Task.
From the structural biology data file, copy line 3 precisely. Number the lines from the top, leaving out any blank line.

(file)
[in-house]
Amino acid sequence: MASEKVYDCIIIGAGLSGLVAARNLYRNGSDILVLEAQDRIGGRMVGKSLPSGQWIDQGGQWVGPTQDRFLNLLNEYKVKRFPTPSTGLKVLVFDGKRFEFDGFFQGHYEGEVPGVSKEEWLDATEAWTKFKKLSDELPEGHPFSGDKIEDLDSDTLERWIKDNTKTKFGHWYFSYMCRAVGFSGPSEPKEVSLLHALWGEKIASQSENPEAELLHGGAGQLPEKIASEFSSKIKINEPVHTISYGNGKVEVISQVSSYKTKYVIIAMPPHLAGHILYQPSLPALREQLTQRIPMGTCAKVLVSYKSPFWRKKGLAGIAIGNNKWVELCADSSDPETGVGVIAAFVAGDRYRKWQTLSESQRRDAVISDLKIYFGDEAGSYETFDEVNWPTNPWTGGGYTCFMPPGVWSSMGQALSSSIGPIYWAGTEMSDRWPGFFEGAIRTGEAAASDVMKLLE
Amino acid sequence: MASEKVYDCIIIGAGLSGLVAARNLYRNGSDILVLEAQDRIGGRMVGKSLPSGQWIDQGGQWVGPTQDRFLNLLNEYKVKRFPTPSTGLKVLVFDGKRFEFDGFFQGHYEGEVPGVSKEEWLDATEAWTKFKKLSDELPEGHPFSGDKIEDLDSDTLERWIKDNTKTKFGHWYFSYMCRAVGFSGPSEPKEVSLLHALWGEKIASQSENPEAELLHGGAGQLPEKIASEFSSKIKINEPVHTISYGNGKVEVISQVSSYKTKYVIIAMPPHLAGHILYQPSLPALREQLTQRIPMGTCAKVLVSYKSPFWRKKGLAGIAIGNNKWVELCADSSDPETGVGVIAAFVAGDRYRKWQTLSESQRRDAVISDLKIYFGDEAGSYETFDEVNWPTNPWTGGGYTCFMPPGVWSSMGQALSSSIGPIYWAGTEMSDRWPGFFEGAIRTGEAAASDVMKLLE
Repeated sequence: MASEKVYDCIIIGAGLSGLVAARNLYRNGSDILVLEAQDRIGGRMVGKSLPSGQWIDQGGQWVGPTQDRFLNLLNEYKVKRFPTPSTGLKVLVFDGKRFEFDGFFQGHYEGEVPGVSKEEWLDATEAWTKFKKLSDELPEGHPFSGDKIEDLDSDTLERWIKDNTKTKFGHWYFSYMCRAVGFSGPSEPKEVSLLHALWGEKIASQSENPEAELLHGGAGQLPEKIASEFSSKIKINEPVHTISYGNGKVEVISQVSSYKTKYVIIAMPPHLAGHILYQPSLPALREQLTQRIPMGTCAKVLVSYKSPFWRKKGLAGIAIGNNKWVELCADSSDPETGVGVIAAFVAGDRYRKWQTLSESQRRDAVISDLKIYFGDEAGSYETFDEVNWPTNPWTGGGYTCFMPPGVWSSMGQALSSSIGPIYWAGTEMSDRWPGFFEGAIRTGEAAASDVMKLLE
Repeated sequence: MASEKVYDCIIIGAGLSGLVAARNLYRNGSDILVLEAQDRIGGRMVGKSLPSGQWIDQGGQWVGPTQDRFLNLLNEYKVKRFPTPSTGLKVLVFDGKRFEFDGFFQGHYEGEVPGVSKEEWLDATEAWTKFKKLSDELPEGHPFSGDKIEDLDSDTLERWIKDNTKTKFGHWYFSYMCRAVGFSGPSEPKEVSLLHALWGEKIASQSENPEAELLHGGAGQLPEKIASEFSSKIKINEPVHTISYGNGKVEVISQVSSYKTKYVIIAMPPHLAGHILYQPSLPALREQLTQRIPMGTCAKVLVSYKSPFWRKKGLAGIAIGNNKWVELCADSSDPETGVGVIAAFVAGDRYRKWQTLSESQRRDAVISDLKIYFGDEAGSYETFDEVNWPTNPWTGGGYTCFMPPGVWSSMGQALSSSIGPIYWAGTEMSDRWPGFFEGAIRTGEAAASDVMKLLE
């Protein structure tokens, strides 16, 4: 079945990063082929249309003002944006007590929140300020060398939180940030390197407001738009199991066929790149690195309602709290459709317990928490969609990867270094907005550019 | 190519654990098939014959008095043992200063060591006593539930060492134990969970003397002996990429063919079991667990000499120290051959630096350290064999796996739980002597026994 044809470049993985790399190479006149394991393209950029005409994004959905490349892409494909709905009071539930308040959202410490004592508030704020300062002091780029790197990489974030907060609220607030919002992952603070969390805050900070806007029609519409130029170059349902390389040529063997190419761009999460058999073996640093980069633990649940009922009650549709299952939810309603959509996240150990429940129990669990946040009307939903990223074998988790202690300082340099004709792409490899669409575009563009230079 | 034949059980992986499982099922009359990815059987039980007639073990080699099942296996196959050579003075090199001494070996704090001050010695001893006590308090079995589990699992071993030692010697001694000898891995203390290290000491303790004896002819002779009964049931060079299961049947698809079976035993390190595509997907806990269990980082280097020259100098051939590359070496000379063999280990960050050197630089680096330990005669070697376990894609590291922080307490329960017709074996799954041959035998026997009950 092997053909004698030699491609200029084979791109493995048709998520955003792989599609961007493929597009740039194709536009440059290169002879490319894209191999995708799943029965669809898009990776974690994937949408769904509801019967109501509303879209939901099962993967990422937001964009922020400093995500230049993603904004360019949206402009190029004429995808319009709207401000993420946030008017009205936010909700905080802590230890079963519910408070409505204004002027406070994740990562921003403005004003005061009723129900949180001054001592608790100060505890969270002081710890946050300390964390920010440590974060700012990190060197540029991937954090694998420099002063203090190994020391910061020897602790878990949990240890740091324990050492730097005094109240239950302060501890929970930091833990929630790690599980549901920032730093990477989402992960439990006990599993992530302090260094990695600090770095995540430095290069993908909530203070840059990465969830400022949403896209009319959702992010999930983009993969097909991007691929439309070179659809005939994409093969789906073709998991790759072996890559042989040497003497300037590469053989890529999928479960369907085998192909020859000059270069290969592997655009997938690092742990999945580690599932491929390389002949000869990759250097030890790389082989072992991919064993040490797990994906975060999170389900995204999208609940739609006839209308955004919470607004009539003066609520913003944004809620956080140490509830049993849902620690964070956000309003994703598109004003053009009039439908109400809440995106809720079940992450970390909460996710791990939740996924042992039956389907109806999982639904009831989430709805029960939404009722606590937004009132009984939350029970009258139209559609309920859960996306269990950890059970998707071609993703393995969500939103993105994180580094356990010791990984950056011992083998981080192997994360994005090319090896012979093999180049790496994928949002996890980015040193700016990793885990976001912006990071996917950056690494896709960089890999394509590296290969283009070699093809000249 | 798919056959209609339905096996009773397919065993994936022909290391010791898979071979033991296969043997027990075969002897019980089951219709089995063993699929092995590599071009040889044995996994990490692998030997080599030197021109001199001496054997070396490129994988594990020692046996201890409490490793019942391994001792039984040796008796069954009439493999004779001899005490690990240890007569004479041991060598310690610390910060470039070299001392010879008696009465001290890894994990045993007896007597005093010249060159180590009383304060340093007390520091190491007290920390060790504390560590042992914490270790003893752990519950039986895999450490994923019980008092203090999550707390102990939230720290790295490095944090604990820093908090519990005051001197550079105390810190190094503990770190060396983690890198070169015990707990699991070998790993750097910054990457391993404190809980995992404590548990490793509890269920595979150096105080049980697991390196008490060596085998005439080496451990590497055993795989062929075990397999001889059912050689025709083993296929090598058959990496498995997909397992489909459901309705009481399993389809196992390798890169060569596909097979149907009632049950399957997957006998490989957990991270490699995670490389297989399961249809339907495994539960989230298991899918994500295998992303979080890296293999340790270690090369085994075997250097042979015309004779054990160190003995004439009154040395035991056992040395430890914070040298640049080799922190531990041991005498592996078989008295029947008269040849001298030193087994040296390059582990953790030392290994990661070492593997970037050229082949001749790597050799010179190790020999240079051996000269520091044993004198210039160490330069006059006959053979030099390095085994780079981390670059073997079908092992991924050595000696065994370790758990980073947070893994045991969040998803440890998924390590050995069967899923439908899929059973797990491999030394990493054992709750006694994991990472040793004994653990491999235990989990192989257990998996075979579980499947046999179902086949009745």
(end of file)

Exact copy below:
Amino acid sequence: MASEKVYDCIIIGAGLSGLVAARNLYRNGSDILVLEAQDRIGGRMVGKSLPSGQWIDQGGQWVGPTQDRFLNLLNEYKVKRFPTPSTGLKVLVFDGKRFEFDGFFQGHYEGEVPGVSKEEWLDATEAWTKFKKLSDELPEGHPFSGDKIEDLDSDTLERWIKDNTKTKFGHWYFSYMCRAVGFSGPSEPKEVSLLHALWGEKIASQSENPEAELLHGGAGQLPEKIASEFSSKIKINEPVHTISYGNGKVEVISQVSSYKTKYVIIAMPPHLAGHILYQPSLPALREQLTQRIPMGTCAKVLVSYKSPFWRKKGLAGIAIGNNKWVELCADSSDPETGVGVIAAFVAGDRYRKWQTLSESQRRDAVISDLKIYFGDEAGSYETFDEVNWPTNPWTGGGYTCFMPPGVWSSMGQALSSSIGPIYWAGTEMSDRWPGFFEGAIRTGEAAASDVMKLLE